We all know how busy running a business can get. Between taxes, client relationships, networking and endless emails (not to mention our private lives!), there’s barely any time left to think. If the idea of auditing and tweaking your entire business feels overwhelming, start small by focusing on your social media profiles. Often considered the ‘shop window’ for online business owners, there’s a lot of pressure to present a picture-perfect profile. Luckily, there are a number of small adjustments you can make that will have a big impact. Best of all, they’re adjustments you can start making today. Read on for 3 ways to spring clean your social media.
Think about your goals
Most of us write our bio when we create our accounts, and don’t give them much thought afterwards. If that’s the case for you, this is the perfect time to go back to your business goals. Ask yourself what you’re actually trying to achieve by having a presence on social media. Do you want to find new customers? Establish yourself as a thought leader? Build brand awareness? This will help you edit everything from your bio to the content you post, and will provide you with some much-needed direction. There’s no need to post random content because you feel like you should. Luckily, audiences are really responding to quality over quantity, so it’s worth putting the effort in to ensure your content is well planned and tailored to what your followers want to see.
Edit your bio
Your bio, whether it’s on LinkedIn, Instagram or Twitter, is usually the first place a new follower will go to find out about what you do. When’s the last time you edited your social media bios? We tend to forget all about them, but with a little forward thinking, they’re a great place to shout about your latest offer, and direct your audience to more information. Your bio is usually character-restricted, so we need to be short and sweet. If you’re blanking on inspiration, here are a few ideas.
- You can never go wrong if you keep it simple. A very basic “I offer [insert service] for [target customer]” works wonders: after all, when it comes to your bio, it’s about substance over style.
- Squeeze in more information by using emojis as bullet points. That way, you won’t need to write in full sentences. Your bullet points could include your services, past clients, and any press mentions you’ve received.
- Make the most of Instagram’s bio features like linking out to your website, or adding your location. You’ll save room for other information in the bio itself.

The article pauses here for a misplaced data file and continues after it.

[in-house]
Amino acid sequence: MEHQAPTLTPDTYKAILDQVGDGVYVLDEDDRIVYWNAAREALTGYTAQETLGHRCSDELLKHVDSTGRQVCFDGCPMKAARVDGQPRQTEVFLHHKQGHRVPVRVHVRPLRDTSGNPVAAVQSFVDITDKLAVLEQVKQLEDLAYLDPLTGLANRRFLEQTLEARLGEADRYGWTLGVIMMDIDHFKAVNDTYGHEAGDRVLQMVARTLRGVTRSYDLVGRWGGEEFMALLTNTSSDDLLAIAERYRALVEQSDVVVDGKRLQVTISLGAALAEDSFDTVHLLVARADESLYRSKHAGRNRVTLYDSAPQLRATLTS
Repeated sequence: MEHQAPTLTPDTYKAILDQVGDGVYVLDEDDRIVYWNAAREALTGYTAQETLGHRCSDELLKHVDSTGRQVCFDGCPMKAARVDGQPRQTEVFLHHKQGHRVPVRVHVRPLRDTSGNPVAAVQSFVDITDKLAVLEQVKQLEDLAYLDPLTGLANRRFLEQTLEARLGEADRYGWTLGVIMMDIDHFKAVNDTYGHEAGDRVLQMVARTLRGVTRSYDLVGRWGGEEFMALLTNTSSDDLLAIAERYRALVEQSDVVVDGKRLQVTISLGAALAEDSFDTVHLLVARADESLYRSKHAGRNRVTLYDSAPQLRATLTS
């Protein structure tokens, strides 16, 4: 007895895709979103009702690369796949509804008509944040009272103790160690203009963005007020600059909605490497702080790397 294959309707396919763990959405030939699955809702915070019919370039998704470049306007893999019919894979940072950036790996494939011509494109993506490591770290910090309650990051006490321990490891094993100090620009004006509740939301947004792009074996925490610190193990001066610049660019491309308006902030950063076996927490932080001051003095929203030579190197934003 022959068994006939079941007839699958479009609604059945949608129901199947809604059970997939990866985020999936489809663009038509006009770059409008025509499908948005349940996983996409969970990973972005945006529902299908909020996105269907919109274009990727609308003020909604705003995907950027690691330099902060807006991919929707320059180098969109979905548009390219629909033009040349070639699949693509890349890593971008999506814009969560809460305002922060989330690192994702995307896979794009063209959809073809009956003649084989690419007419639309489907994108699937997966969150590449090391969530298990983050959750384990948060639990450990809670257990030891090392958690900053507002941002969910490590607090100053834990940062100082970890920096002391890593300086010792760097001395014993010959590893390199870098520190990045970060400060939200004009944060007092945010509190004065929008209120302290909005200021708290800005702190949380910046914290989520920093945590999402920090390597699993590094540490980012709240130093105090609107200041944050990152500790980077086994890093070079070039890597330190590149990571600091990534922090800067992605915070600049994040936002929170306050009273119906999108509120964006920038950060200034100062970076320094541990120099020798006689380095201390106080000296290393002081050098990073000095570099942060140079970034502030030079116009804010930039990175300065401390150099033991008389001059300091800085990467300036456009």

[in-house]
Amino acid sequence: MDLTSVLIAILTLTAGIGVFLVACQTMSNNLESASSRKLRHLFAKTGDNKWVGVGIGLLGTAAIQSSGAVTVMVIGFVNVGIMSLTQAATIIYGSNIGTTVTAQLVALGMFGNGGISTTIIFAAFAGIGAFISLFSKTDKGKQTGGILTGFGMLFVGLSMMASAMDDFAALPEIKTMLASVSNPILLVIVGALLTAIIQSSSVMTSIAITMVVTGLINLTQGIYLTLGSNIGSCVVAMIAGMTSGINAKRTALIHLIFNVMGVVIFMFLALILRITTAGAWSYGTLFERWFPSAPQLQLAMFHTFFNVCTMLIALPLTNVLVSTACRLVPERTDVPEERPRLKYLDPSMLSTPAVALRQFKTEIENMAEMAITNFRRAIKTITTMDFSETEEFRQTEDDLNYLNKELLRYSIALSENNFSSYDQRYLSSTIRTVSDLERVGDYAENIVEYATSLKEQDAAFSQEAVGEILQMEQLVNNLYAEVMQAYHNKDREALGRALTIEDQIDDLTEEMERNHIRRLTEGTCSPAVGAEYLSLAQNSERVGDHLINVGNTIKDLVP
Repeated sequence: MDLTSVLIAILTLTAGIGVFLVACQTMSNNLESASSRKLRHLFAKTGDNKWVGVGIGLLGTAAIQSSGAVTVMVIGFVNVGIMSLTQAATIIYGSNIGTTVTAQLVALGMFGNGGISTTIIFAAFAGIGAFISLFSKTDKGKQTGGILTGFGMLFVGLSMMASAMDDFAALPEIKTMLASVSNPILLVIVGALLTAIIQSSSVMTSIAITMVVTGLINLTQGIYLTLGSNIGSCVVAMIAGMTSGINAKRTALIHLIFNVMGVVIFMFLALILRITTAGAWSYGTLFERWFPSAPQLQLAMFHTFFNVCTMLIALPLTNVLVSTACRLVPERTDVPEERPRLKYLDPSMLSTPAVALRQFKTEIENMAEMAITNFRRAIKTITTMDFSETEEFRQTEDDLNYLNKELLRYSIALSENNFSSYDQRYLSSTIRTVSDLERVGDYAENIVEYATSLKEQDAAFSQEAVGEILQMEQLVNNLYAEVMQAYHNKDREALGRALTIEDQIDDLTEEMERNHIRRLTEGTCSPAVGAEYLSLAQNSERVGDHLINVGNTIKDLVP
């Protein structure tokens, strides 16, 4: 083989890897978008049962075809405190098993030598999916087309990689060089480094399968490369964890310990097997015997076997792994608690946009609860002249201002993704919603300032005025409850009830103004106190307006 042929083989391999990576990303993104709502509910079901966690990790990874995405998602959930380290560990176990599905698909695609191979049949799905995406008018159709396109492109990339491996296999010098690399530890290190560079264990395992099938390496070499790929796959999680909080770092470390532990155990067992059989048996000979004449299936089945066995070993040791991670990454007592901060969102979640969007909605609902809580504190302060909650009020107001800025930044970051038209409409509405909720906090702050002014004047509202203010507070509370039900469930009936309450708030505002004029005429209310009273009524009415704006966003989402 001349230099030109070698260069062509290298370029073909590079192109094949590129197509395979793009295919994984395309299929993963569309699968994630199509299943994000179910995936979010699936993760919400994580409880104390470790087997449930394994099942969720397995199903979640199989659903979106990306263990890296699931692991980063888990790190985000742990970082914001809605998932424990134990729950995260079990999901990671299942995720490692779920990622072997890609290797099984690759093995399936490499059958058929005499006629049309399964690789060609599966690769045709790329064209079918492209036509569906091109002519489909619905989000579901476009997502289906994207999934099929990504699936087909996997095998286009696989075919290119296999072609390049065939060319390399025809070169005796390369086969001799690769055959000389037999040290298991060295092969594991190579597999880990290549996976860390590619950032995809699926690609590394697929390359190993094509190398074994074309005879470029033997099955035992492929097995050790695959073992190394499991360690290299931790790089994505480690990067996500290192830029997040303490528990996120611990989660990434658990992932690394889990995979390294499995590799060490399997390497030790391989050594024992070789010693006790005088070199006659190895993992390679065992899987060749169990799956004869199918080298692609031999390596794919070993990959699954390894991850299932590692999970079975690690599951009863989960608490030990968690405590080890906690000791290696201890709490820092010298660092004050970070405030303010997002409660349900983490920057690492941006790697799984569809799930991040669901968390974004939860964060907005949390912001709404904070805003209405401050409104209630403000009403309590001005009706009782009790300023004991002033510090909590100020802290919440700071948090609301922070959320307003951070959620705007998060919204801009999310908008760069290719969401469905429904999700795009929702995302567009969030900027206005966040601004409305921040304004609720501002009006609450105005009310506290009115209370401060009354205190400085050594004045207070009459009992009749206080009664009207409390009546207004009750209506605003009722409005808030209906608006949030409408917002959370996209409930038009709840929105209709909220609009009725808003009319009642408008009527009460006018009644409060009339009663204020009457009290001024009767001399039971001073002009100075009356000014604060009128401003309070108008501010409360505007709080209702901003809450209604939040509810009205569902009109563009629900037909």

- Remember to keep your bio on-brand and in the correct tone-of-voice. If your brand is fun and playful, emojis are a great addition (and substituting them for words saves space, too).
Audit the accounts you follow
2022 is all about being mindful when it comes to our social media consumption. When you run an online business, you’ll end up spending a lot of time on social media, whether you want to or not. Take some time to go through the accounts you follow, and work some Marie Kondo-style magic. Does following this account spark joy? If not, it’s time to mute or unfollow. No hard feelings — our tastes change when it comes to consuming content, and there’s no point in having followers who don’t love what you post. Your mental health is most important of all, so if you’re following accounts that don’t make you feel great, you’re well within your rights to do something about it!
Over time, you’ll find your experience on social media is much more pleasant, because you’re only following people you care about.
Top tip: make use of Instagram’s new feed choices. You can choose whether your timeline shows posts picked by the algorithm, or only posts from people you follow. Your account, your rules!
About your author
Phoebe is Found & Flourish’s resident Business blogger, she is London-born and Frankfurt-, Paris- and Amsterdam-raised. Combining her Master’s degree in Entrepreneurship with 10 years writing for international publications, she’s the founder of BURO155 and Wellby, helping female entrepreneurs achieve their business goals through strategic online content. Phoebe is also a writer, and has written for outlets including the Huffington Post, the Guardian, the Next Web, For Working Ladies and Restless Magazine.
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